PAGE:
Japan's pricy farmers eye export push, unfazed by TPP


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Soichi Furuya, a third generation fruit farmer, stands near grape vines at a fruit farm in Fuefuki, Yamanashi prefecture, Japan October 8, 2015. Soichi Furuya, a third generation fruit farmer, stands near grape vines at a fruit farm in Fuefuki, Yamanashi prefecture, Japan October 8, 2015.


Japan's high-cost farmers, sheltered by prohibitive import tariffs, might appear to be most at risk from a trans-Pacific free-trade deal agreed this month, but they are instead making an unlikely push to export more of their pricy produce.
The latest figures show that Japan's agricultural sector exports only about 5 percent of its output, but Prime Minister Shinzo Abe sees the Trans-Pacific Partnership (TPP) deal, reached in Atlanta on Oct. 5, as an opportunity, not a threat.
"We should challenge with courage. It is time to make innovation happen and take the step into the open world," he said after 12 nations including Japan and the United States concluded TPP, which covers about 40 percent of the global economy and aims to cut or eliminate tariffs and quotas.
It will take more than courage to persuade the world to fork out for the country's high-cost farm goods - its producer price for rice, for example, is about eight times the American equivalent, according to the U.S. Department of Agriculture, and reforms will be required to boost efficiency.
"The quality of Japan's agriculture products are high but they are expensive, which is the biggest obstacle for expanding the (export) sales channel," said Nobuhiro Suzuki, professor of global agricultural sciences at the University of Tokyo.
But Japanese farmers have a compelling incentive.
"The domestic market is saturated," said third-generation fruit farmer Soichi Furuya, who started exporting grapes and peaches to Hong Kong and Taiwan, not in the TPP, a decade ago.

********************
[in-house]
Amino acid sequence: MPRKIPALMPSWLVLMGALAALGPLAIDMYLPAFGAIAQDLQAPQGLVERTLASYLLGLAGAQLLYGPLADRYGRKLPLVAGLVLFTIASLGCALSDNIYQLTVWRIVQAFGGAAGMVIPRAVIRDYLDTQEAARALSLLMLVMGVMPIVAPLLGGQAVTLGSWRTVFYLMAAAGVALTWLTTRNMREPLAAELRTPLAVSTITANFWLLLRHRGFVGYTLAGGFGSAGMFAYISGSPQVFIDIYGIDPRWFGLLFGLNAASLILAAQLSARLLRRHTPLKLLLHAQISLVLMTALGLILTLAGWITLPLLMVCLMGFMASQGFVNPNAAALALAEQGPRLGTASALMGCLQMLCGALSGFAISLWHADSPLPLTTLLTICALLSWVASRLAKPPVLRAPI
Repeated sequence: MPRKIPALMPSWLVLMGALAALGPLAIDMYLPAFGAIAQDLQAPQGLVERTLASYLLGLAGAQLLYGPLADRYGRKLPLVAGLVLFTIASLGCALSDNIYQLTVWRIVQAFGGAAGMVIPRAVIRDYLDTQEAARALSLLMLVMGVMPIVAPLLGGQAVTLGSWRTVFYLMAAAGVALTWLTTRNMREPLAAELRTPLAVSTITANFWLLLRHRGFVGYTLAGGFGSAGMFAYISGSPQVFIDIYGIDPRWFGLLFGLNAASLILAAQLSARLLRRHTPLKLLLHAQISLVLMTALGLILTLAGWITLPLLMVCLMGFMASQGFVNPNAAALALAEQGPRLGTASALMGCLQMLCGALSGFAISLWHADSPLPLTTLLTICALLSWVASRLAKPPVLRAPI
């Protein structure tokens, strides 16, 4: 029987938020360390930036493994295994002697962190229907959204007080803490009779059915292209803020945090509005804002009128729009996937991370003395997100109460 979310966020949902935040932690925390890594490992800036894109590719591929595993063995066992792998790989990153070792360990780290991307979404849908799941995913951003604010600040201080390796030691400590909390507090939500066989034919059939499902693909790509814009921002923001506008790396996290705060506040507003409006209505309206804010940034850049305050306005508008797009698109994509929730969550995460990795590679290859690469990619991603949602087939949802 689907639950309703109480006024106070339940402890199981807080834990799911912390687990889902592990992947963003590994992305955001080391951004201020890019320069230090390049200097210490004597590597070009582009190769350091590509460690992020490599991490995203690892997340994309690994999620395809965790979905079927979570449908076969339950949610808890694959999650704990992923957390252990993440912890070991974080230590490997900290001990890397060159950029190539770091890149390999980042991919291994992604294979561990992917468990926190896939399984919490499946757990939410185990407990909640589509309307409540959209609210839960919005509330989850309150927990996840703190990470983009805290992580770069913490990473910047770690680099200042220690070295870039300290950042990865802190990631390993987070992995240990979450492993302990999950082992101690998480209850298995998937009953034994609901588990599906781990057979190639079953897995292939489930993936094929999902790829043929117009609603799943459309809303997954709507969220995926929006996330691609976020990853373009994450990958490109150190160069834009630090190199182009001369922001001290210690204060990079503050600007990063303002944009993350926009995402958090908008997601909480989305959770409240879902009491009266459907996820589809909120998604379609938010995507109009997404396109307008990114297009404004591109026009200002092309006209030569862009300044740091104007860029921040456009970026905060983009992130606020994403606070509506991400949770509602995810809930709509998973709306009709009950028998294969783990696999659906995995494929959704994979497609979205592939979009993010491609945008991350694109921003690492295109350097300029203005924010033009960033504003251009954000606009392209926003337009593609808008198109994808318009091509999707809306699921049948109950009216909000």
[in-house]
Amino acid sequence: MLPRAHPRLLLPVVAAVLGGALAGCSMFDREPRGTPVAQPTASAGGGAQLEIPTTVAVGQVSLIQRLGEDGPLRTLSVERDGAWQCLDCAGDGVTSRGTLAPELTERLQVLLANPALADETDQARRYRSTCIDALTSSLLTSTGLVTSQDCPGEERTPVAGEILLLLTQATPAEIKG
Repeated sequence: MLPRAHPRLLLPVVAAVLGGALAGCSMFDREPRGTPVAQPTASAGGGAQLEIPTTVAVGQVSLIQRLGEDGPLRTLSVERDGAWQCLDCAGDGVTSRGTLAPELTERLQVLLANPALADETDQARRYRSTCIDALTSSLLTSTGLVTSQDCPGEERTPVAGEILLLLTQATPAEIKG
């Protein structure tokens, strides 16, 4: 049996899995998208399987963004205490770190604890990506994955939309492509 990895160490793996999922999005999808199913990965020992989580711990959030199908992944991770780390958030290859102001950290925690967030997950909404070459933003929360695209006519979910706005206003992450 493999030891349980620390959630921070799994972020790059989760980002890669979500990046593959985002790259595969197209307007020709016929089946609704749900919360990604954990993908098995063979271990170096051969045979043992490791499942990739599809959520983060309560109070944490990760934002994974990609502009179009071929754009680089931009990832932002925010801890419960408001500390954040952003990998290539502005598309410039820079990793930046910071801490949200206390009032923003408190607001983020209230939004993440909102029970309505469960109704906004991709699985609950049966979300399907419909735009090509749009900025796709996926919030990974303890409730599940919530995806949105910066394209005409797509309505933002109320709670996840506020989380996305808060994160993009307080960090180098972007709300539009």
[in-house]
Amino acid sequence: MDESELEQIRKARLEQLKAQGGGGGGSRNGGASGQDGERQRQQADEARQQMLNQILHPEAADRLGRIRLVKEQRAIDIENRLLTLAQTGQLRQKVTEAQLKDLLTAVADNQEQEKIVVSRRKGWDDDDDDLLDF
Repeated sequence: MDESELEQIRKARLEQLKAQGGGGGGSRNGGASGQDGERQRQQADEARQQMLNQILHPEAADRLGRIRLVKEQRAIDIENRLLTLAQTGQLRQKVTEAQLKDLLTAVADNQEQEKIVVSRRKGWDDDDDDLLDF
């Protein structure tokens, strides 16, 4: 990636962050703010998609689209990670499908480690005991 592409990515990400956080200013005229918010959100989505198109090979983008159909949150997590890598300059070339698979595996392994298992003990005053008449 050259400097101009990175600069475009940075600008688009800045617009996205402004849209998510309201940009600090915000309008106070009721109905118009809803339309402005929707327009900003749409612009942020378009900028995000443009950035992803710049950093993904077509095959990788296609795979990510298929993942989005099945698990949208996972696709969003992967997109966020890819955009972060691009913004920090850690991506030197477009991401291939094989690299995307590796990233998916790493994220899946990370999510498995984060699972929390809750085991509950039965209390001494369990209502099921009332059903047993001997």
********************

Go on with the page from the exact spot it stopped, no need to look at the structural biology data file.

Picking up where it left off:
He said most of his business will remain domestic, but Japan's shrinking population made export markets attractive, and its high-quality produce was capable of cracking them.
Soichi Furuya, a third generation fruit farmer, displays a basket of grapes near grape vines at a fruit farm in Fuefuki, Yamanashi prefecture, Japan October 8, 2015.
"I think the excellence of Japanese fruits still has not been fully recognized in the world," said Furuya, 42, standing under overhanging vines of sweet red Kaiji grapes in Yamanashi prefecture, the heart of Japan's fruit industry.
Its fruit and vegetables are already recognized by shoppers in Hong Kong, Japan's biggest market for farm produce.
"Some of them definitely deserve the high price," said mother of two Rita Lo on one of her regular three shops a week at a Japanese supermarket in Taikoo, Hong Kong, where a half kilo of Japanese grapes was selling for HK$199 ($25.68), opposite American equivalents at just HK$37 ($4.77).
Lo said she spends about HK$200 each visit on Japanese fresh goods because they are "tastier, look better and of higher quality" and would buy still more if they were cheaper.
Fragile fruits
For Furuya, the chief obstacle to cutting prices is not overseas tariffs - Hong Kong imposes none on his fruit - but quarantine issues and delivery costs for his fragile cargo.
"It will be great if transportation technology develops further and infrastructure for exporting improves," he said.
Industry insiders say transport costs for grapes can add 50 percent or more to the price, and for beef it is around 10 percent. Beef and fruit are among Japan's main food exports.
Some companies such as the logistics units of ANA Holdings Inc (9202.T) and Yamato Holdings Co (9064.T) are already trying to address these issues.
Katsuhiko Umetsu, head of Yamato Transport's global business development division, said better delivery options were key to increasing overseas demand for Japan's agricultural products.
Soichi Furuya, a third generation fruit farmer, holds a bunch of grapes on grape vines at a fruit farm in Fuefuki, Yamanashi prefecture, Japan October 8, 2015.
"What we decided was to offer a service to farm producers so they can export their products in small lots," he said.
By consolidating small lots from all over Japan to a 24-hour airport in Okinawa, the nation's farm products can be delivered to neighboring Asian nations the following day.
Abe's government is aiming to raise the nation's farm, fishery and forestry exports to 1 trillion yen ($8.4 billion) by 2020. Last year, they hit a record high of 612 billion yen, up 11 percent from 2013.
TPP will help. The deal will more than double the U.S. non-tariff quota on Japanese beef over 14 years and then remove the tariff altogether. And Vietnam will eliminate its current 11-15 percent tariff on Japanese fish as soon as TPP takes effect, which still requires the non-trivial step of ratification.
But Japanese agriculture is not putting all its eggs in the TPP basket.
"Regardless of TPP, there is a limitation for the agriculture sector if it continues to target the domestic market only," said a farm ministry official.
Farmers and the business sector are looking with particular relish at the enormous promise of China, which is not a member of TPP but is looking to agree a similar trade pact in Asia.
"I think there is a need for Japanese products in China," said Masaki Tanimura, director of ANA Cargo. "It would be huge if China opens up its market."

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